10 The Aharonov–Bohm effect

Consider once more the two-slit experiment with electrons. What happens if we place a thin, long solenoid right behind (or right in front of) the slit plate, between the two slits. If no current is flowing in the solenoid, we observe the usual interference pattern. But if a current is flowing, the interference pattern is shifted sideways (right or left, depending on the direction of the current).

This effect could easily have been predicted in the late 1920’s, by which time all the necessary physics was in place. Yet by many accounts it was predicted three decades later, in 1959, by Yakir Aharonov and David Bohm.[1] (Actually it was first predicted two decades later,[2] but it made a splash only after the publication of the paper by Aharonov and Bohm. This was followed by an actual demonstration of the effect in less than a year.) Why did it take that long for this effect to be predicted and taken note of?

Take another look at the rectangle on the right side of Figure 2.17.1. The flux of the mag­netic field through this rec­tan­gle, we observed, deter­mines the dif­fer­ence between the actions of the paths A→B→C and A→D→C. Think of these paths as leading from the electron gun G through either L or R to a detector D at the screen: G→L→D and G→R→D. As we glean from Equation 2.17.1, the action for each path depends on the vector potential along the path. The vector potential A (as well as the magnetic field B) associated with a current-bearing solenoid are shown in Figure 3.10.1. If this solenoid is introduced into the setup of the two-slit experiment, the action for the left path (G→L→D) is increased, while the action for the right path (G→R→D) is reduced. Stepping up the current in the solenoid increases the difference between these actions. Since this difference determines the positions of the maxima and minima at the screen, the interference pattern is shifted to the left as a result.

A solenoid, the current J flowing through it, and the resulting fields A and B.

There are several reasons why it took that long to predict this remarkable effect. For one, classical electrodynamics can be formulated exclusively in terms of the electric field E and the magnetic field B. For another, while the four components of V and A uniquely determine the six components of E and B, they themselves are not not unique. E and B are invariant under the substitutions

(3.10.1)xxxV → V−∂tα,xxxAx → Ax+∂xα,xxxAy → Ay+∂yα,xxxAz → Az+∂zα,

where α is a func­tion of the space­time coor­di­nates t,x,y,z.

On the other hand, it was well known that the Schrödinger equation could accommodate electromagnetic effects only in terms of the potentials V and A, and that the actions associated with loops are also invariant under these substitutions. (Since these substitution change the actions for G→L→D and G→R→D by equal amounts, the difference between the two actions, which equals the action associated with the loop G→L→D→R→G, remains unchanged.) Yet physicists were unable to disabuse themselves of the notion that E and B are physically real, while the potentials “have no physical meaning and are introduced solely for the purpose of mathematical simplification of the equations,” as Fritz Rohrlich wrote.[3] The general idea at the time was that the electromagnetic field is a physical entity in its own right, that it is locally acted upon by charges, that it locally acts on charges, and that it mediates the action of charges on charges by locally acting on itself. At the heart of this notion was the so-called principle of local action, felicitously articulated by DeWitt and Graham[4] in an American Journal of Physics resource letter:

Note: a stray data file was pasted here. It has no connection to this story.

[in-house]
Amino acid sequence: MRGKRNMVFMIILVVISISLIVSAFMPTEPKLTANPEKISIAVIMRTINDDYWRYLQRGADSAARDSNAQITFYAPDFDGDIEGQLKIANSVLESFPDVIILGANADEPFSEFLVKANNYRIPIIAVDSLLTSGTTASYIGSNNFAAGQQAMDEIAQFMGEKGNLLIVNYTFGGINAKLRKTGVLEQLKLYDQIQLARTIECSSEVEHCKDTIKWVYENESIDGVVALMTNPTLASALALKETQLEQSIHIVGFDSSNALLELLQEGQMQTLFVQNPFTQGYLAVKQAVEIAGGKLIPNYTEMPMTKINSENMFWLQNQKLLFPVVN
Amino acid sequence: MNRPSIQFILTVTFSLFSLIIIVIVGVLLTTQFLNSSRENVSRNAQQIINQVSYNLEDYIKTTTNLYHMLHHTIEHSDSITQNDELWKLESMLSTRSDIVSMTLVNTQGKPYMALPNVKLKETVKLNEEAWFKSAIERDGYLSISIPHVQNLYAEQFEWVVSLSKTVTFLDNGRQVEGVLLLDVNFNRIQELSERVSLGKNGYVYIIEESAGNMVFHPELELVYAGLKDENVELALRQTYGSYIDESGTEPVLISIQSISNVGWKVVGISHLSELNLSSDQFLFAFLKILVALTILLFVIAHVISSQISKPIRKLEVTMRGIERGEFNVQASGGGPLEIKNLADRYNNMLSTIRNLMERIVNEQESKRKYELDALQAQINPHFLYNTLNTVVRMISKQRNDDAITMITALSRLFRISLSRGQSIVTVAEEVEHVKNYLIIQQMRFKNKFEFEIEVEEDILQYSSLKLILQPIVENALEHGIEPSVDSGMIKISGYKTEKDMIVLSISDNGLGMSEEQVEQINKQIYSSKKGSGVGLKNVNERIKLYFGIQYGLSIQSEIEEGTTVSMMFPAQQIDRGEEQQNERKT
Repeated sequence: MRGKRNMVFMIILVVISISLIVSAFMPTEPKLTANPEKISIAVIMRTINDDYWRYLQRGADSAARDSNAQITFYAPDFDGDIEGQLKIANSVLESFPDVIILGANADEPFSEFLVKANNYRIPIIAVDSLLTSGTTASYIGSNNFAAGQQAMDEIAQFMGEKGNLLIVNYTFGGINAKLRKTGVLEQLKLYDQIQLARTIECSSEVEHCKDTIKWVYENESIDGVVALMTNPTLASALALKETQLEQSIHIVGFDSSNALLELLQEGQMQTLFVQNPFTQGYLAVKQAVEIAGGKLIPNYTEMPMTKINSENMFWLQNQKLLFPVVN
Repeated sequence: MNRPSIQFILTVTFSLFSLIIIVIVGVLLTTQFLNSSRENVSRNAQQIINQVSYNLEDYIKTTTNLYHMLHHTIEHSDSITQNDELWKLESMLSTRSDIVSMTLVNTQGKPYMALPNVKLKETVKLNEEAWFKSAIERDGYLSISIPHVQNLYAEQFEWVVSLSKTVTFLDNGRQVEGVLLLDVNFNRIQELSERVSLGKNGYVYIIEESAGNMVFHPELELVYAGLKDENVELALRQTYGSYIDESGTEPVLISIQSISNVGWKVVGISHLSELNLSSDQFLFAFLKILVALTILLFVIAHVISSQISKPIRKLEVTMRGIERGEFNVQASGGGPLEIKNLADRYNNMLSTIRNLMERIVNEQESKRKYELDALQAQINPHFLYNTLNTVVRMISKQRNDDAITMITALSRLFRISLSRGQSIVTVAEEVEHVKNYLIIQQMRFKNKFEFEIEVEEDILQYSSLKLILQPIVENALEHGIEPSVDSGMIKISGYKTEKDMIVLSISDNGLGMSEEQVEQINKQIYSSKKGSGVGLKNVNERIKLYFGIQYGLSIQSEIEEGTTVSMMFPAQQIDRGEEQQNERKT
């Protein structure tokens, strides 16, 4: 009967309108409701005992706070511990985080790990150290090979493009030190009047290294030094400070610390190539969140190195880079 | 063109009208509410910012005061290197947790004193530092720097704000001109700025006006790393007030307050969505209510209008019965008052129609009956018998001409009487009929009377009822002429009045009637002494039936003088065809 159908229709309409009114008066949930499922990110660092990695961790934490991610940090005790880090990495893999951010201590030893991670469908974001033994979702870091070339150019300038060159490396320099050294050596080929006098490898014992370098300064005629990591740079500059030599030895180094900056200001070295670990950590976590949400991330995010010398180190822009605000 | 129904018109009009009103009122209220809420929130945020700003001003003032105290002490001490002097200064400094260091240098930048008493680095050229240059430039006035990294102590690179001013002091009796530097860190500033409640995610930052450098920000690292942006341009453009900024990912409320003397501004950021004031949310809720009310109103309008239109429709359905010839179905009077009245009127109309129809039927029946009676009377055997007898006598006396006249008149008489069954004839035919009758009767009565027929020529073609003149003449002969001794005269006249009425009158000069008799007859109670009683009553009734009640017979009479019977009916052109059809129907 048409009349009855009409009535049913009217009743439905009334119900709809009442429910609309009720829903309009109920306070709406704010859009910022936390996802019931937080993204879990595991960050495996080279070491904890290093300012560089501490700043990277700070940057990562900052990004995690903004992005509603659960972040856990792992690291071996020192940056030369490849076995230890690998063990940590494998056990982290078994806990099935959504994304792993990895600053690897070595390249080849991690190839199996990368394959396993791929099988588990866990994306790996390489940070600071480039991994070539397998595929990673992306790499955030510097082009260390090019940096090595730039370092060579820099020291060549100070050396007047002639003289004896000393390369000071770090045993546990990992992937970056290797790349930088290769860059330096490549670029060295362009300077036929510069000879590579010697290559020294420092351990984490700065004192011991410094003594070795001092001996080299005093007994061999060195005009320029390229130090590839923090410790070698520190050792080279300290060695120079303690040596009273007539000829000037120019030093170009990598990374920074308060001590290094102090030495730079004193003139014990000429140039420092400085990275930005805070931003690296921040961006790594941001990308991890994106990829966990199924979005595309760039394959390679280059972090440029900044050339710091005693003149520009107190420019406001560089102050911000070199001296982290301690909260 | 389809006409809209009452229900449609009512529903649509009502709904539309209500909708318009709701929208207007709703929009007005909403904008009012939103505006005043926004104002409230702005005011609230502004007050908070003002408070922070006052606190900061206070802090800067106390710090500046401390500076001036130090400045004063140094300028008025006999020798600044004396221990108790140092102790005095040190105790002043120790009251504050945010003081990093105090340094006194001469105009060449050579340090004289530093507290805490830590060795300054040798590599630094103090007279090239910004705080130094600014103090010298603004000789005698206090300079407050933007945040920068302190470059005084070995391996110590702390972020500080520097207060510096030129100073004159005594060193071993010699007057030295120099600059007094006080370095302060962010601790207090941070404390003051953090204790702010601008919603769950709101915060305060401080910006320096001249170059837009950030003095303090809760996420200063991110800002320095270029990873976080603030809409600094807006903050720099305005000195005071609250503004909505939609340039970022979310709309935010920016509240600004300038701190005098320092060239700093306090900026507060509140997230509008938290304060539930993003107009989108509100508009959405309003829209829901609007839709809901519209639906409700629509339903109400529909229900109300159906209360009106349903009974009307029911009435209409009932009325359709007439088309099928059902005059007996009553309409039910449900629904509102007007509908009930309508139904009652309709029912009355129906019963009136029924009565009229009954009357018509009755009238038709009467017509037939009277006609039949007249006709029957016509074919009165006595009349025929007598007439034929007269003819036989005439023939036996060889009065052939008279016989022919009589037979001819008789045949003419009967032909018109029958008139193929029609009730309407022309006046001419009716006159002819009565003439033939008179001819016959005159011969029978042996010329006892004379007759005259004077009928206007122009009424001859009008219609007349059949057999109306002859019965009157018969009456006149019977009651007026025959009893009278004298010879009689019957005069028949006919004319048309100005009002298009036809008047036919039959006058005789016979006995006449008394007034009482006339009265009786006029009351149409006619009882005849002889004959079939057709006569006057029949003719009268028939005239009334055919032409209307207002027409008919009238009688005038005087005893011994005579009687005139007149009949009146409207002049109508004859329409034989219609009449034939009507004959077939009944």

physicists are, at bottom, a naive breed, forever trying to come to terms with the “world out there” by methods which, however imaginative and refined, involve in essence the same element of contact as a well-placed kick.

With the notable exception of Roger Boscovich, a Croatian physicist and philosopher who flourished in the 18th Century, it does not seem to have occurred to anyone that local action is as unintelligible as the apparent ability of material objects to act where they are not, which the principle of local action has supposedly done away with. (The impression that local action is intelligible rests on such familiar experiences as pulling a rope or pushing a stalled car. As soon as we take a microscopic look at what happens between the pushing hands and the car, we discover that this seemingly local action involves net interatomic or intermolecular repulsive forces acting at a distance.)

If it is believed that electromagnetic effects on charges are produced via a continuous sequence of local cause-effect relations, then something like the Aharonov–Bohm effect cannot be foreseen, for the values of E and B along the alternative electron paths can be made arbitrarily small by making the solenoid sufficiently long. And even if A were a physical entity and as such responsible for the Aharonov–Bohm effect, it could not produce it locally since the local values of A are arbitrary.

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1. [↑] Aharonov, Y., and Bohm, D. (1959). Significance of electromagnetic potentials in quantum theory. Physical Review 115, 485–491.

2. [↑] Ehrenberg, W., and Siday, R.E. (1949). The Refractive Index in Electron Optics and the Principles of Dynamics. Proceedings of the Physical Society B 62, 8–21.

3. [↑] Rohrlich, F (1965). Classical Charged Particles, Addison–Wesley, pp. 65–66.

4. [↑] DeWitt, B.S., and Graham, R.N. (1971). Resource letter IQM-1 on the interpretation of quantum mechanics, American Journal of Physics 39, 724–738.